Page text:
In Iran, longtime 'reformers' stifle true revolution
The common view is that violent repression shut down Iran's peaceful Green Movement in 2009, when protesters took to the streets over rigged presidential elections. But Iran's entrenched 'reformers' deserve much of the blame. And they still stand in the way of change.
A wave of revolution is sweeping through the Middle East. But not in Iran, whose people tried their own uprising two years ago and failed.Skip to next paragraph
The common view is that mass arrests, violent repression, and a telecommunications blackout shut down the peaceful Green Movement in 2009, when protesters took to the streets over rigged presidential elections. But Iran's own "reformers" deserve much of the blame. And they still stand in the way of change.
By reformers, I don't mean the wide swath of Iranians who demanded their vote be counted. I am referring to those who participated in the 1979 revolution to overthrow the shah, and who are – or have been – part of the strict theocratic regime that emerged. The revolution was led, in part, by democrats, but went hard-line after a violent coup.
Gradually, these elites came to recognize the theocracy's lack of legitimacy and isolation within Iranian society at large. They support a more democratic regime. Such reformers include prominent figures: former President Mohammad Khatami, cleric Mehdi Karroubi, and Mir Hossein Mousavi, the presidential candidate who many believe was the rightful winner in the 2009 contest against incumbent Mahmoud Ahmadinejad.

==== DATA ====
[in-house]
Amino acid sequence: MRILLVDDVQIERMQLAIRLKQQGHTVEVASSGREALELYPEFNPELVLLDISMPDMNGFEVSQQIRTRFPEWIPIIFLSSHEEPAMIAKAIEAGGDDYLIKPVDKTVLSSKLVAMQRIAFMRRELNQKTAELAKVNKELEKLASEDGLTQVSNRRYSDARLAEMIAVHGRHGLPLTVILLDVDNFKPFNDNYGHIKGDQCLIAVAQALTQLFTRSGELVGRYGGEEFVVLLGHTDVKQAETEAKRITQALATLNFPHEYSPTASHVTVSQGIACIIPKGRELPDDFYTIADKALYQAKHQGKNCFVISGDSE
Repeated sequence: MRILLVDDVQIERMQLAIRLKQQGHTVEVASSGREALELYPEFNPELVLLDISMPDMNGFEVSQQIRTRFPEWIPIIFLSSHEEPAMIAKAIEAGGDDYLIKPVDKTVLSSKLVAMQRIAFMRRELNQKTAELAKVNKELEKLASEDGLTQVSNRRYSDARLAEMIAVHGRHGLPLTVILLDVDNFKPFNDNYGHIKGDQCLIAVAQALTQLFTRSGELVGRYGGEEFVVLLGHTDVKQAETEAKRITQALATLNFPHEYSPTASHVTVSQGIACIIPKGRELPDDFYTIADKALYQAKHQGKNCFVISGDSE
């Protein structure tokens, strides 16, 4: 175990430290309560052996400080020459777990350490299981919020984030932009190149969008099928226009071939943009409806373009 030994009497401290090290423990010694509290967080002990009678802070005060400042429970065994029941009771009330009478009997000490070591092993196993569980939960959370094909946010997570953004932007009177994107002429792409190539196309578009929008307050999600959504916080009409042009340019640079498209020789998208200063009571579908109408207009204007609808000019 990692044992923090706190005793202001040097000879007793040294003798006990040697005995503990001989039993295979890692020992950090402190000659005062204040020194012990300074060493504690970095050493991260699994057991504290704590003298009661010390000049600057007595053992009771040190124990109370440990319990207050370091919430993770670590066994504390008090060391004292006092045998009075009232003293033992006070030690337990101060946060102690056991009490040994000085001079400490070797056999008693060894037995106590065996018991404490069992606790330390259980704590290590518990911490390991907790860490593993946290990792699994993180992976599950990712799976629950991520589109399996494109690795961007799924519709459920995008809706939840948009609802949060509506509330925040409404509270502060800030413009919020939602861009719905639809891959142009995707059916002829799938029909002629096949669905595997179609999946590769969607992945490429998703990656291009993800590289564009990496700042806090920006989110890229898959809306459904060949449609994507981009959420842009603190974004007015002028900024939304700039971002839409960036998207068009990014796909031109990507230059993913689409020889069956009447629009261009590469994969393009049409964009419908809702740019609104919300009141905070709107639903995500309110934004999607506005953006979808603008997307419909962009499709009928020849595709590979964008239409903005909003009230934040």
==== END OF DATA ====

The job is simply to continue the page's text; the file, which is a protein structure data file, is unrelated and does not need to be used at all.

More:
The reformers also include religious nationalists forced from power (but still in Iran), and secular and leftist organizations and elites outside the country. They all share the belief – or at least project the view – that social revolution leads to violent, extreme outcomes and is to be avoided.
For 20 years, this group has argued that the best course for change is to work within the existing system. This, despite the overwhelming evidence that the regime is unreformable – not least because the Constitution gives the Islamic supreme leader the power to overrule the vote of an entire nation.
Unfortunately, young Iranians have grown up with this false hope of internal reform, along with the skewed view that revolutions generally result in violence and dictatorship. They see the Iranian revolution itself as the prime example.
ANOTHER VIEW: Iran's Green Movement has actually achieved its goal
To be sure, the security crackdown on protesters in 2009 discouraged participation in the Green Movement. But much more discouraging, I believe, was the cautious message of reformers once the chant of protesters changed from "Where is my vote?" to "Death to Khamenei" (Supreme Leader Ayatollah Ali Khamenei) and "Independence, Freedom, Iranian Republic."
The new slogans arose after the supreme leader gave an ultimatum to protesters to go back home or face a violent crackdown. But reformers, too, rebuked the demonstrators' rhetorical switch, which amounted to a call for regime change.